The classic case of a bad law with no mens rea requirement is that it’s a crime to hunt game on a baited field… even if you’re not the person who baited it, even if you weren’t aware that it was baited, and even though you couldn’t possibly have determined that it was baited. (Once a site has been baited, the law says it is considered baited for ten days after the last bait is eaten… so someone can be convicted based on events that were only observable a week before he arrived!)

      I know of one case where one group of hunters outbid another for a duck hunting lease, and it was clear the losers just baited the place and “dropped the dime” nine days before opening day. The lease winners were cited, convicted, and the conviction upheld on appeal.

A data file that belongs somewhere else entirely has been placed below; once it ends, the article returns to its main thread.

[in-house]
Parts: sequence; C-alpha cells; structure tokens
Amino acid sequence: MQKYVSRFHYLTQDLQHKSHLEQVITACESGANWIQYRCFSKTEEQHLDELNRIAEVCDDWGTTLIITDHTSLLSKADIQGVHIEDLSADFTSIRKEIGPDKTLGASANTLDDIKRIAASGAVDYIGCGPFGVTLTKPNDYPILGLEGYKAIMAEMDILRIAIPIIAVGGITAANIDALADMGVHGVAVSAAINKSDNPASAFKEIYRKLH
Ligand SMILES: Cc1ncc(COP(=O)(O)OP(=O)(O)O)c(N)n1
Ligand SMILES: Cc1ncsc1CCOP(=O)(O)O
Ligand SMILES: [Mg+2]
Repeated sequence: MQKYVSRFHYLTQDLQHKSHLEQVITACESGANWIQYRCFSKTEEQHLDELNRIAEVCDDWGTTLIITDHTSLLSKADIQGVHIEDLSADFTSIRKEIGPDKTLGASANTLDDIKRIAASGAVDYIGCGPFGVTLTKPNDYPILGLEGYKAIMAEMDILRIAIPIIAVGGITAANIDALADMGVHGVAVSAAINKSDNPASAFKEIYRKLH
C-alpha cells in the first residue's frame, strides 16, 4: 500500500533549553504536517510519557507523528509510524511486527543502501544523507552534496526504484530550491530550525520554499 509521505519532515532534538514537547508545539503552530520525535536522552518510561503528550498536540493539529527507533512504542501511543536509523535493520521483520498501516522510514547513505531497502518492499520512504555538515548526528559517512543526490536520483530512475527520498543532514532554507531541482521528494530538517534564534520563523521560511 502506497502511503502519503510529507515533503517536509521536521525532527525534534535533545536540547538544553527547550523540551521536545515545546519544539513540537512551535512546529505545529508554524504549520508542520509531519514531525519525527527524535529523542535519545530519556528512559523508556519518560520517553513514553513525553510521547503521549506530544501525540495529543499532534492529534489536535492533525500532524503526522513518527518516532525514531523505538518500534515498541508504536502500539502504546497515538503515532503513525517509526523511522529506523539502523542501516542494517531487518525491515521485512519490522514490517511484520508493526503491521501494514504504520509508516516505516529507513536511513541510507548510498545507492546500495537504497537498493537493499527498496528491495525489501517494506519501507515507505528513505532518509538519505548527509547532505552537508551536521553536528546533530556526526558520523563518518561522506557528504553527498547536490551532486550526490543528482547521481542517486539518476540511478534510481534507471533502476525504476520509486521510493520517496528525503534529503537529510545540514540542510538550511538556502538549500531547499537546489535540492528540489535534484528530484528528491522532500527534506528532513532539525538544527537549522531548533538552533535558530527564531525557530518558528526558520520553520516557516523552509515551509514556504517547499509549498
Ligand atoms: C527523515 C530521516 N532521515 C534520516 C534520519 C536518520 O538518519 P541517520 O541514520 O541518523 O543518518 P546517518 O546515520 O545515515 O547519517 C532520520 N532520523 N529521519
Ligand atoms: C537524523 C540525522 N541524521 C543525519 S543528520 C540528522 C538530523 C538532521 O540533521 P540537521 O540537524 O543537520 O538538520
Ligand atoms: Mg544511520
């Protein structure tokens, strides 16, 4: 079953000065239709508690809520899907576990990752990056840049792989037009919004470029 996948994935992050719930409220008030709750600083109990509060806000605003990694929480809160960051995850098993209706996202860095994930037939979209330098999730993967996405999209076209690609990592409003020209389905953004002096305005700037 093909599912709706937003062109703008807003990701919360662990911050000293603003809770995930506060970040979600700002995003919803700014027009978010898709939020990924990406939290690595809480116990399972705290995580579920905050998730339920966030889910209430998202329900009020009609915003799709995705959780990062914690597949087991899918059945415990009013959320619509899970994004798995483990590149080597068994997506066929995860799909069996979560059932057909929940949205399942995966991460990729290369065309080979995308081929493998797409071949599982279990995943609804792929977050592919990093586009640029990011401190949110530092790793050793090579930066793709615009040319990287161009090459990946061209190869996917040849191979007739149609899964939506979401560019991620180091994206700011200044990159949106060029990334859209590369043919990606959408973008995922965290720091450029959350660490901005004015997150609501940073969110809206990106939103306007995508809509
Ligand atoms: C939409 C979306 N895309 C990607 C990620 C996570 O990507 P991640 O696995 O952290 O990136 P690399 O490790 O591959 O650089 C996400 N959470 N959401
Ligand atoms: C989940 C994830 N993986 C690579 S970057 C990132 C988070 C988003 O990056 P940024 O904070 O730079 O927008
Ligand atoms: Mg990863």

8. The ACLU doesn’t really care about civil liberties? Color me shocked….

  9. The ACLU is a reflection of its donors’ preferences–much like McDonalds is a reflections of its customers preferences.

  10. “jail CEOs for conduct of subordinates that they did not know of or approve, or indeed, even tried to prevent).”

    Is it just me or did this guy fuck up those commas pretty spectacularly? Is he trying to kill Nicole?

    1. Perhaps he too is a Rutgers product!

    2. “did this guy fuck up those commas pretty spectacularly? “


    3. It’s just you. The commas are correct. In fact, the sentence could use one more. The second indeed is pointless.

  11. Mens rea doesn’t require that you know you’re breaking the law, it requires that you intend to commit the illegal act.